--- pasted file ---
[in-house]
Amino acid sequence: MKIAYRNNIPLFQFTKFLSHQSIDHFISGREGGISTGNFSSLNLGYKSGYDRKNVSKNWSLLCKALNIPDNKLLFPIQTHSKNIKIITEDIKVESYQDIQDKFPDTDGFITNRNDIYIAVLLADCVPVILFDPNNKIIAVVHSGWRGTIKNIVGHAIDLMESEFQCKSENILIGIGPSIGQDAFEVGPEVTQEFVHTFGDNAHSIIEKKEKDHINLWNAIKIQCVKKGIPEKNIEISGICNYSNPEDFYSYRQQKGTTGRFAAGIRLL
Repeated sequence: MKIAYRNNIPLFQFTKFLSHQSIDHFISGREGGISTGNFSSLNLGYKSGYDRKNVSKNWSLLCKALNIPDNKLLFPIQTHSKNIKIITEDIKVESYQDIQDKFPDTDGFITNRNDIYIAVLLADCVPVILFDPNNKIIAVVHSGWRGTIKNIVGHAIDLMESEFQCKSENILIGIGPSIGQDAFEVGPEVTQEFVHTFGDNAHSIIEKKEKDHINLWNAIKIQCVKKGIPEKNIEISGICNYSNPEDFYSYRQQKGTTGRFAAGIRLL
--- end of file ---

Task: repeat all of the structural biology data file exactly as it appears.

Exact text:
[in-house]
Amino acid sequence: MKIAYRNNIPLFQFTKFLSHQSIDHFISGREGGISTGNFSSLNLGYKSGYDRKNVSKNWSLLCKALNIPDNKLLFPIQTHSKNIKIITEDIKVESYQDIQDKFPDTDGFITNRNDIYIAVLLADCVPVILFDPNNKIIAVVHSGWRGTIKNIVGHAIDLMESEFQCKSENILIGIGPSIGQDAFEVGPEVTQEFVHTFGDNAHSIIEKKEKDHINLWNAIKIQCVKKGIPEKNIEISGICNYSNPEDFYSYRQQKGTTGRFAAGIRLL
Repeated sequence: MKIAYRNNIPLFQFTKFLSHQSIDHFISGREGGISTGNFSSLNLGYKSGYDRKNVSKNWSLLCKALNIPDNKLLFPIQTHSKNIKIITEDIKVESYQDIQDKFPDTDGFITNRNDIYIAVLLADCVPVILFDPNNKIIAVVHSGWRGTIKNIVGHAIDLMESEFQCKSENILIGIGPSIGQDAFEVGPEVTQEFVHTFGDNAHSIIEKKEKDHINLWNAIKIQCVKKGIPEKNIEISGICNYSNPEDFYSYRQQKGTTGRFAAGIRLL